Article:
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Rare Photo Reveals Interesting Tale of Service & Sacrifice


While putting together my book on the RAF in the Second World War, I uncovered many incredible photographs – too many to put between the covers of a single book. One of those rare photos, which I was able to use in the book, depicts Hurricane fighters at Duxford Airfield in England and was taken in 1941.

The unique coding painted on the side of the aircraft in the immediate foreground provided the opportunity for research. The research revealed an interesting history of both service and loss.

Hurricane number Z2588 was one of the first improved MkIIC models of the aircraft to be produced in February 1941. Because the Hurricane proved so effective in the Battle of Britain, improvements were constantly being made. This particular plane was one of four of the new versions to roll off the assembly line. It was equipped with 4 Oerlikon cannon that could fire more than 340 rounds of high caliber ammunition.

The plane was assigned to No. 242 Squadron at Duxford (now the site of the Imperial War Museum’s tribute to the Battle of Britain). The plane was flown by RCAF pilot, Arthur William Smith.

Arthur William Smith was born in Florida in 1916, the son of Mr. and Mrs. A.E. Smith. His family nickname was “Skook.” The family moved to British Columbia, Canada when Smith was a child and he was brought up as a Canadian citizen.

He joined the Royal Air Force in June 1938. After training he was posted on 4th October 1939 to 141 Squadron at Turnhouse. The squadron was still equipped with Gladiators and by the end of the month they had moved to Grangemouth.

Arthur Smith.jpg

Arthur Smith, during pilot training

On 27th November 1939 five aircraft set off for firing practice camp at Acklington. In very poor weather all five had to make forced landings though all pilots survived. Smith, landed at Auldhouse, south of the Clyde in Glasgow. His aircraft turned over and was written off.

On 20th December 1939 Smith married Disa Elizabeth Beveridge of South Africa, the wedding took place at St. Andrews University where she was a student.

141 Squadron was re-equipped with Blenheims at the end of 1939 but by May 1940 these planes had been replaced with Defiants. Smith flew these throughout the Battle of Britain.

On 4th November 1940 Smith was posted to 242 Squadron at Duxford. On 28th March 1941 he was flying in Hurricane II Z2588 when the supercharger failed. This would normally be recoverable but he lost control and spun in at Bradfield St. George in Suffolk. He was killed in the crash. He was just 25 years old.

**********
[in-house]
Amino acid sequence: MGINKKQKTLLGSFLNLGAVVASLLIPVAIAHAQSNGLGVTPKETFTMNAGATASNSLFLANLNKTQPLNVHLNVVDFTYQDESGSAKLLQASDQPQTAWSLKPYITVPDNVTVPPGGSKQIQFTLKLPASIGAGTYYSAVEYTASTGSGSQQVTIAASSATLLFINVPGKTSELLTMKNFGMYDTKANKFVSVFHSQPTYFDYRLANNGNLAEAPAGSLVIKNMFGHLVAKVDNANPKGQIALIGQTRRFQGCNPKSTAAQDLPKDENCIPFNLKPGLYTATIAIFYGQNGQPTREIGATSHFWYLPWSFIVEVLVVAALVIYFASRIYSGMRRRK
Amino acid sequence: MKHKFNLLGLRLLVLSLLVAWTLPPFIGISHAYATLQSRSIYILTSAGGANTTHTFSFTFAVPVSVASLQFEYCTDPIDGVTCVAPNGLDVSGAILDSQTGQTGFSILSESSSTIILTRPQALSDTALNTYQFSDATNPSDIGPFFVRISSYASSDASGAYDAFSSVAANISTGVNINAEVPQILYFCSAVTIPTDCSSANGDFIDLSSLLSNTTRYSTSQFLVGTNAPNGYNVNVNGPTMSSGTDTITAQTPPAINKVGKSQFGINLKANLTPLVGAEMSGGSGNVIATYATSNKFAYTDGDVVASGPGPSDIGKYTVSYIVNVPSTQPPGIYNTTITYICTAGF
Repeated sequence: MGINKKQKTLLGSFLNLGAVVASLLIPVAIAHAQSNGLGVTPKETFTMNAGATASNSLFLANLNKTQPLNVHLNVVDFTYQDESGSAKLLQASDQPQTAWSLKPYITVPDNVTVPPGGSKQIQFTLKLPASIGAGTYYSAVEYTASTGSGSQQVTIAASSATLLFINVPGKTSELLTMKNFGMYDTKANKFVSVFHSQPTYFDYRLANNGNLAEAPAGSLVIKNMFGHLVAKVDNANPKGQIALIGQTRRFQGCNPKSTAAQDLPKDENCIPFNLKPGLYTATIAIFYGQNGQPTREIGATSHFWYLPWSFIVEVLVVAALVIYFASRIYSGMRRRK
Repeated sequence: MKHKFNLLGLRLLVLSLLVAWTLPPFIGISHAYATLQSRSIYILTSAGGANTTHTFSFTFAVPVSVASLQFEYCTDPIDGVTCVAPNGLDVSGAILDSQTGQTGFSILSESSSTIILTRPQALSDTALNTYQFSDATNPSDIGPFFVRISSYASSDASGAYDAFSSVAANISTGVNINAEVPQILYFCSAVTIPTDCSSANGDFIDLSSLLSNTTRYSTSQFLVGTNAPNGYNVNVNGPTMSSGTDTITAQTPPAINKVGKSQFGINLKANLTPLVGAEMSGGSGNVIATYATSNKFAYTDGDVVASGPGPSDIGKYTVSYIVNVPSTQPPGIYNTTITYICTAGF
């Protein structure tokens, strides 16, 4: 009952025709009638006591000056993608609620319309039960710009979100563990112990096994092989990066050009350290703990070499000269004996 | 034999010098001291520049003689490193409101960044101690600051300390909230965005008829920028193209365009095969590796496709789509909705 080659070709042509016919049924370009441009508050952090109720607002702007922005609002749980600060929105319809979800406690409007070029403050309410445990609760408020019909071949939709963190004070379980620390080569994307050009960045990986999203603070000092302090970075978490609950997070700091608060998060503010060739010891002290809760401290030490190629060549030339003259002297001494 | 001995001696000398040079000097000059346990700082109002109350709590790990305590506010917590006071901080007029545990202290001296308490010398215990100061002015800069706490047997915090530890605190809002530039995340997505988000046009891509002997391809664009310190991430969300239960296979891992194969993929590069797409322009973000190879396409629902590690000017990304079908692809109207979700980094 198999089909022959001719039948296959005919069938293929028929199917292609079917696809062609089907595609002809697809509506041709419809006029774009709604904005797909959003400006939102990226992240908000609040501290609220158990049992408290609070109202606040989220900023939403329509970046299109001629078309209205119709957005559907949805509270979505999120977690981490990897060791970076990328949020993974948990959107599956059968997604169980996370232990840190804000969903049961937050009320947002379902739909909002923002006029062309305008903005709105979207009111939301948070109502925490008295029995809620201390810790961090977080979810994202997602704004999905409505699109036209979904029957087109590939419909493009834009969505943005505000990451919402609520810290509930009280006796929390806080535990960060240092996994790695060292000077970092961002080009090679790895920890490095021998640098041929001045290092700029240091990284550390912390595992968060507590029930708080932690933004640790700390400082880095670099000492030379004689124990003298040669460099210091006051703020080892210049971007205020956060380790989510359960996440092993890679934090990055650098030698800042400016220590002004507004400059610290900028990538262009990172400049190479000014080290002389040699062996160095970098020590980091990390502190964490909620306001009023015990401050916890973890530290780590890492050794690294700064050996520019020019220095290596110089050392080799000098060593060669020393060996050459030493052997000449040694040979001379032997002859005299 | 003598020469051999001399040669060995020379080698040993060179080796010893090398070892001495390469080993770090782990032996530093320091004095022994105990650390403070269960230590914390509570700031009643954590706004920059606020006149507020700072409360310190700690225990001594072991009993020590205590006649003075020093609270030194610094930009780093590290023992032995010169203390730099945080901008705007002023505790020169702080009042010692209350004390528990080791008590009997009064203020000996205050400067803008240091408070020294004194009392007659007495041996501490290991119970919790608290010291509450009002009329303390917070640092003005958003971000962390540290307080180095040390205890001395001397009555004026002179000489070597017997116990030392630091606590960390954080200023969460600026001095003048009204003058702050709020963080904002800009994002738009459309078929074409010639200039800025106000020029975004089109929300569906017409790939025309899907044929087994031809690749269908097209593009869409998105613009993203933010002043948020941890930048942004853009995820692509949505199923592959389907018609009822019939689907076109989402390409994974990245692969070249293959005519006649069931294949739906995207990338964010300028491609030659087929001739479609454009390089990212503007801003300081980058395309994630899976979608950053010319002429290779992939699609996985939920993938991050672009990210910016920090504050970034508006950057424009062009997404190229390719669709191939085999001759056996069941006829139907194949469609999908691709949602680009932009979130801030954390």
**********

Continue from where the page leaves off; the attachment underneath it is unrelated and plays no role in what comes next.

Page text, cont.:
It is possible that the aircraft was subject to icing. He is buried in Ipswich Cemetery.


The gravesite of Flying Officer Arthur Smith

Photographs offer an amazing glimpse into the past that can uncover many hidden stories. A simple code, painted on the side of an aircraft seventy-three years ago, helped to tell the tale of one RAF pilot, born in America, raised in Canada, who gave his life in the skies above England.

When I first examined the photo of Hurricane Z2588 I assumed that it depicted the young Flying Officer Smith perched in to cockpit of his plane. Research conducted during the course of my book proved differently, however. An enhanced copy of the photo produced from the original proved that the man sitting in the cockpit of this plane is a member of RAF ground crew (the shoulder eagles worn by such crew are visible in a high resolution enlargement). I must admit that I was pleased to discover that. Unlike the young Flying Officer Smith, it is likely that this unknown member of RAF ground crew survived the war and enjoyed long life. Perhaps in quiet times he remembered Flying Officer Smith, or that day, in 1941, when he sat in the cockpit of a Hurricane at Duxford, the roar of fighters passing over, a dangerous world poised in the balance – the great challenge of his life, still before him.

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